Additional information

Received in revised form: 16 March 2006

Appendix 1: Search Strategy Employed

Appendix 1: Search Strategy Employed

The following databases were searched:

AMED (Jan 1985-)

ASSIA (Jan 1987-)

BNID (Jan 1985-)

CAB (Jan 1973-)

CareData (Jan 1920-)

CINAHL (Jan 1982-)

EMBASE (Jan 1988-)

IBSS (Jan 1987-)

MEDLINE (Jan 1966-)

Proquest (Jan 1990-)

PsycINFO (Jan 1985-)

Pubmed (Jan 1990-)

The Cochrane Central Register of Controlled trials (CENTRAL) (1800-)

The Cochrane Multiple Sclerosis Group Specialised register (1800-)

Web of Science (Jan 1981-)

Zetoc (Jan 1993-)

The following keywords were identified following an extensive review of the literature:

Multiple Sclerosis/MS and anxiety

Multiple Sclerosis/MS and appraisal/personal appraisal

Multiple Sclerosis/MS and cognition

Multiple Sclerosis/MS and cognitive behavioural therapy/CBT

Multiple Sclerosis/MS and cognitive rehabilitation

Multiple Sclerosis/MS and cognitive therapy

Multiple Sclerosis/MS and control/personal control

Multiple Sclerosis/MS and coping

Multiple Sclerosis/MS and coping strategy

Multiple Sclerosis/MS and counselling

Multiple Sclerosis/MS and depression

Multiple Sclerosis/MS and education

Multiple Sclerosis/MS and educational intervention

Multiple Sclerosis/MS and emotional well-being

Multiple Sclerosis/MS and empowerment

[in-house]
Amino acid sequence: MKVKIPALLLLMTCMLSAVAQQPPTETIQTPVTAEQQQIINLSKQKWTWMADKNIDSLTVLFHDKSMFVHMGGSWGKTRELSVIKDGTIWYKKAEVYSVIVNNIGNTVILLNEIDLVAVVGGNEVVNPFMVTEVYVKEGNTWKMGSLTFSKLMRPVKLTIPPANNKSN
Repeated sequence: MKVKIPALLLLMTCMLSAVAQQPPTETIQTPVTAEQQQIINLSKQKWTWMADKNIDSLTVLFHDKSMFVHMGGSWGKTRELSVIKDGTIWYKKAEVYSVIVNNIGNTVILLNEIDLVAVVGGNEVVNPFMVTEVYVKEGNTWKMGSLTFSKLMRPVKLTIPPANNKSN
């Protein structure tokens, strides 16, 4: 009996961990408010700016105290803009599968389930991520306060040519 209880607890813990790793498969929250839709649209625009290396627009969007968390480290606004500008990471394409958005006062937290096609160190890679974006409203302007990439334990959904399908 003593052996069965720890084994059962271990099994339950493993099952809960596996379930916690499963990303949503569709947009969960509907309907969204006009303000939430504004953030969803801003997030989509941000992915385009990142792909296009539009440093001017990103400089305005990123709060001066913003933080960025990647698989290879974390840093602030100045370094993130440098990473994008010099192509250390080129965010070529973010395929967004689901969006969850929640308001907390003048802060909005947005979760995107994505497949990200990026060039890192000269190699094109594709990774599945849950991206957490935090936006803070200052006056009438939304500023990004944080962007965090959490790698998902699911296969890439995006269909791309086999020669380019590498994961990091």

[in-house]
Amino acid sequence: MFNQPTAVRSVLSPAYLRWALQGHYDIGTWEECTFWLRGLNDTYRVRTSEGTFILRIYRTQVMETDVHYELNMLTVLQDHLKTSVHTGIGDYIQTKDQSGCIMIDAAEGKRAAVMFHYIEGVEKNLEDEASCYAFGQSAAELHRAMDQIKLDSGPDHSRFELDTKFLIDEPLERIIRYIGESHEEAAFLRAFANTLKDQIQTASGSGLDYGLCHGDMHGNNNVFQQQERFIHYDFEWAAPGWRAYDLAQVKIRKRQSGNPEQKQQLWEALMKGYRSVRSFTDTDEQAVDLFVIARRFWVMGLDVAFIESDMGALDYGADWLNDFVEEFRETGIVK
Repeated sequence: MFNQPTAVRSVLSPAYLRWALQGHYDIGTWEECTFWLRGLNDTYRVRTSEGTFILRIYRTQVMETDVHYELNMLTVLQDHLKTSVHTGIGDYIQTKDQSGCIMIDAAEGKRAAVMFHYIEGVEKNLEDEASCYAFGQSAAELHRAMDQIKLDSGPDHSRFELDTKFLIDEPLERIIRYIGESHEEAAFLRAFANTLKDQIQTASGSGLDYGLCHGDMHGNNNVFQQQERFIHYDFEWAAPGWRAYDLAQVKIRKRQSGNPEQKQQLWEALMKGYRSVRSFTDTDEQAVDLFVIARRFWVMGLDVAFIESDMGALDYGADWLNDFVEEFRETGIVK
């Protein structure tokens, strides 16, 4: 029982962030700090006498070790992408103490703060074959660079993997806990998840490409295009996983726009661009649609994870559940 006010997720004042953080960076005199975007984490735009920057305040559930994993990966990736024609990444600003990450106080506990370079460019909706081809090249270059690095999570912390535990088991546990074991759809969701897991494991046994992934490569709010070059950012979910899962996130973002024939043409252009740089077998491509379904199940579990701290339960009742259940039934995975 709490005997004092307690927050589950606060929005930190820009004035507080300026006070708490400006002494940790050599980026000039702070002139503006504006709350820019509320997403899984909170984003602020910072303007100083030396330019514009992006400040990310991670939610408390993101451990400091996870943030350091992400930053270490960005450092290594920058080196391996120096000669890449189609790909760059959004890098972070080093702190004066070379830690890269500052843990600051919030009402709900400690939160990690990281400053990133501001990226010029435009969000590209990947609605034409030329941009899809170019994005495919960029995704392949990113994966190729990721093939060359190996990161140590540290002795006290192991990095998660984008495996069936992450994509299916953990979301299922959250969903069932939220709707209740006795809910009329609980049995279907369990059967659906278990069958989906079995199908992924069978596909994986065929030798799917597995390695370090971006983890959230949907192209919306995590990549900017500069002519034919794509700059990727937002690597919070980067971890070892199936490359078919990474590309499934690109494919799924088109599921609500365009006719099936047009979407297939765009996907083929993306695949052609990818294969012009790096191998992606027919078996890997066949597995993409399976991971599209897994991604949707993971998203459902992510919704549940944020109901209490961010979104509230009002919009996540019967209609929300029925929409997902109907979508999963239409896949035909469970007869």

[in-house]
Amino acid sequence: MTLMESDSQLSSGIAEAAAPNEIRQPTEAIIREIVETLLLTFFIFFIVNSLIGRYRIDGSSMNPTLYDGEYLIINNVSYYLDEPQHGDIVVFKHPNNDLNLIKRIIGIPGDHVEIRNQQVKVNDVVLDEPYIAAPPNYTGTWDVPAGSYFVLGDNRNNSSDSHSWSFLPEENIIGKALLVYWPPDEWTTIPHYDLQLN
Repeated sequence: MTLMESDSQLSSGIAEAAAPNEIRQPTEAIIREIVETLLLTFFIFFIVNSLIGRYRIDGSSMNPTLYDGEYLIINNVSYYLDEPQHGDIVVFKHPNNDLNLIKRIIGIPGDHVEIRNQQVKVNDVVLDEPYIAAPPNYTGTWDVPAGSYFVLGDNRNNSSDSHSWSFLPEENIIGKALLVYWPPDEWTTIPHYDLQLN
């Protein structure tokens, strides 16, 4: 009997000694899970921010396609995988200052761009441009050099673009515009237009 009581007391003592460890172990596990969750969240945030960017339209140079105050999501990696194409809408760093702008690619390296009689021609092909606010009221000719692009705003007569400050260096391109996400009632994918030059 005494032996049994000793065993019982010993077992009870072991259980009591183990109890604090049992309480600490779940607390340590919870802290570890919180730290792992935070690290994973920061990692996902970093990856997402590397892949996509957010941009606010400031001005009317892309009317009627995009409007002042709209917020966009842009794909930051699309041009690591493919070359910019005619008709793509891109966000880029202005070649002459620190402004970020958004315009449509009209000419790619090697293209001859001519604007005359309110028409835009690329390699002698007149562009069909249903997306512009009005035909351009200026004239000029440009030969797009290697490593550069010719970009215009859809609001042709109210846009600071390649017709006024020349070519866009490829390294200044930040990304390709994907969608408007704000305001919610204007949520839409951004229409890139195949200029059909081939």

Multiple Sclerosis/MS and exercise

Multiple Sclerosis/MS and focus group

Multiple Sclerosis/MS and group therapy

Multiple Sclerosis/MS and illness cognition

Multiple Sclerosis/MS and mindfulness

Multiple Sclerosis/MS and mood

Multiple Sclerosis/MS and problem solving

Multiple Sclerosis/MS and psychological education

Multiple Sclerosis/MS and psychological/psychological intervention

Multiple Sclerosis/MS and psychosocial/psychosocial intervention

Multiple Sclerosis/MS and psychotherapy

Multiple Sclerosis/MS and quality of life/QoL/health related quality of life/HRQOL

Multiple Sclerosis/MS and rehabilitation

Multiple Sclerosis/MS and relaxation

Multiple Sclerosis/MS and self control

Multiple Sclerosis/MS and self-efficacy

Multiple Sclerosis/MS and self help/self help strategy

Multiple Sclerosis/MS and self management

Multiple Sclerosis/MS and self monitoring

Multiple Sclerosis/MS and social support

Multiple Sclerosis/MS and social well-being

Multiple Sclerosis/MS and stress

Multiple Sclerosis/MS and stress control

Multiple Sclerosis/MS and support

Multiple Sclerosis/MS and support groups

Multiple Sclerosis/MS and supportive therapy

Multiple Sclerosis/MS and symptom management

Multiple Sclerosis/MS and well-being

Multiple Sclerosis/MS and yoga

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Malcomson, K., Dunwoody, L. & Lowe-Strong, A. Psychosocial interventions in people with multiple sclerosis. J Neurol 254, 1–13 (2007).

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  • Multiple sclerosis
  • psychosocial interventions
  • systematic review
  • emotional well-being
  • quality of life